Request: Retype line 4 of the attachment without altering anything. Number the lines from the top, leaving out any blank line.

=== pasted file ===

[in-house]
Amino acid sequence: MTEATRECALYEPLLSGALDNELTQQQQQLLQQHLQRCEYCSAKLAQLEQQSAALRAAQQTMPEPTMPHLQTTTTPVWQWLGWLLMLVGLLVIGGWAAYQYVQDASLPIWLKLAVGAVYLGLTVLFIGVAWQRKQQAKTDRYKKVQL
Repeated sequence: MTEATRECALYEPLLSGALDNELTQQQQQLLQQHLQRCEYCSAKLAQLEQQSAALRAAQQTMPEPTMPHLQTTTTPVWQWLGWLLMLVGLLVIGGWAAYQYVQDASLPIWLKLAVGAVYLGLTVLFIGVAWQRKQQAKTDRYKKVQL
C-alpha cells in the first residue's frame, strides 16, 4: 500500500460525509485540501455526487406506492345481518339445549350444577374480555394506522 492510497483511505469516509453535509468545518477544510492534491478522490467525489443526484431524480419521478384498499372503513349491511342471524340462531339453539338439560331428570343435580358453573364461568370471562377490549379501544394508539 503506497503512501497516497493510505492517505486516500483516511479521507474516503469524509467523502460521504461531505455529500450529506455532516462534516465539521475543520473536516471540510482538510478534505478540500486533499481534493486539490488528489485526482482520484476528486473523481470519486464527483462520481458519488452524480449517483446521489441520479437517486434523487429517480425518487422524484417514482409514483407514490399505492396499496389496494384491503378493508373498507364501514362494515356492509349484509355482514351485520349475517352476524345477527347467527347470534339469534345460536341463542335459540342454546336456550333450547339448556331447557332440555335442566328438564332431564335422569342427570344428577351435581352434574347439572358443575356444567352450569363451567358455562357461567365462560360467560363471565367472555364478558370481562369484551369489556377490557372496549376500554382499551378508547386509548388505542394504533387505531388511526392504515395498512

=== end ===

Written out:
C-alpha cells in the first residue's frame, strides 16, 4: 500500500460525509485540501455526487406506492345481518339445549350444577374480555394506522 492510497483511505469516509453535509468545518477544510492534491478522490467525489443526484431524480419521478384498499372503513349491511342471524340462531339453539338439560331428570343435580358453573364461568370471562377490549379501544394508539 503506497503512501497516497493510505492517505486516500483516511479521507474516503469524509467523502460521504461531505455529500450529506455532516462534516465539521475543520473536516471540510482538510478534505478540500486533499481534493486539490488528489485526482482520484476528486473523481470519486464527483462520481458519488452524480449517483446521489441520479437517486434523487429517480425518487422524484417514482409514483407514490399505492396499496389496494384491503378493508373498507364501514362494515356492509349484509355482514351485520349475517352476524345477527347467527347470534339469534345460536341463542335459540342454546336456550333450547339448556331447557332440555335442566328438564332431564335422569342427570344428577351435581352434574347439572358443575356444567352450569363451567358455562357461567365462560360467560363471565367472555364478558370481562369484551369489556377490557372496549376500554382499551378508547386509548388505542394504533387505531388511526392504515395498512